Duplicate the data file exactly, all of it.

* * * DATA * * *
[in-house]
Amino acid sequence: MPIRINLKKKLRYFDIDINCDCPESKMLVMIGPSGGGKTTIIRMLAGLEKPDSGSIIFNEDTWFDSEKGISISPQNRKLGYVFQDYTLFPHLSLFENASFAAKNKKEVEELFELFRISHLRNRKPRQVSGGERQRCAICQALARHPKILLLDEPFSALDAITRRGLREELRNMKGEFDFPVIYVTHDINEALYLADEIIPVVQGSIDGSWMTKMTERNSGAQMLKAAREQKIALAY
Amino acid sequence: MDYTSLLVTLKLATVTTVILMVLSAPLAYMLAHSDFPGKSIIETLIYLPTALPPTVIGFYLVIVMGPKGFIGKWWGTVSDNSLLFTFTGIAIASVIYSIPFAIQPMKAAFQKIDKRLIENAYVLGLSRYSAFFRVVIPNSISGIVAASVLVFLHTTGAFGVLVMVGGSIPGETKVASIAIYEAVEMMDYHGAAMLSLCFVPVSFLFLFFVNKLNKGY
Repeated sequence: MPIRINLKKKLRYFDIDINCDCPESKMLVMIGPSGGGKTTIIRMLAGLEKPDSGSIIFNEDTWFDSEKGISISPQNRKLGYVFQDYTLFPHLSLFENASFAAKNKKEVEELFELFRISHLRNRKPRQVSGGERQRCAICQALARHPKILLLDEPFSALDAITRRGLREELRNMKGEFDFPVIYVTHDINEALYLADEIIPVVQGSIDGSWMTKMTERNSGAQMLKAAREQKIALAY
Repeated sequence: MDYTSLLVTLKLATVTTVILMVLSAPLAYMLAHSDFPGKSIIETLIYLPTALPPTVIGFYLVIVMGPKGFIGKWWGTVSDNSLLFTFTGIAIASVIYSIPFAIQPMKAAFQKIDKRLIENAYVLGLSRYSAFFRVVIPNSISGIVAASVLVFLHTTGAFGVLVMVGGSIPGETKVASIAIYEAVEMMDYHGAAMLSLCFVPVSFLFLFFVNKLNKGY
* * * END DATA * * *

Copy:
[in-house]
Amino acid sequence: MPIRINLKKKLRYFDIDINCDCPESKMLVMIGPSGGGKTTIIRMLAGLEKPDSGSIIFNEDTWFDSEKGISISPQNRKLGYVFQDYTLFPHLSLFENASFAAKNKKEVEELFELFRISHLRNRKPRQVSGGERQRCAICQALARHPKILLLDEPFSALDAITRRGLREELRNMKGEFDFPVIYVTHDINEALYLADEIIPVVQGSIDGSWMTKMTERNSGAQMLKAAREQKIALAY
Amino acid sequence: MDYTSLLVTLKLATVTTVILMVLSAPLAYMLAHSDFPGKSIIETLIYLPTALPPTVIGFYLVIVMGPKGFIGKWWGTVSDNSLLFTFTGIAIASVIYSIPFAIQPMKAAFQKIDKRLIENAYVLGLSRYSAFFRVVIPNSISGIVAASVLVFLHTTGAFGVLVMVGGSIPGETKVASIAIYEAVEMMDYHGAAMLSLCFVPVSFLFLFFVNKLNKGY
Repeated sequence: MPIRINLKKKLRYFDIDINCDCPESKMLVMIGPSGGGKTTIIRMLAGLEKPDSGSIIFNEDTWFDSEKGISISPQNRKLGYVFQDYTLFPHLSLFENASFAAKNKKEVEELFELFRISHLRNRKPRQVSGGERQRCAICQALARHPKILLLDEPFSALDAITRRGLREELRNMKGEFDFPVIYVTHDINEALYLADEIIPVVQGSIDGSWMTKMTERNSGAQMLKAAREQKIALAY
Repeated sequence: MDYTSLLVTLKLATVTTVILMVLSAPLAYMLAHSDFPGKSIIETLIYLPTALPPTVIGFYLVIVMGPKGFIGKWWGTVSDNSLLFTFTGIAIASVIYSIPFAIQPMKAAFQKIDKRLIENAYVLGLSRYSAFFRVVIPNSISGIVAASVLVFLHTTGAFGVLVMVGGSIPGETKVASIAIYEAVEMMDYHGAAMLSLCFVPVSFLFLFFVNKLNKGY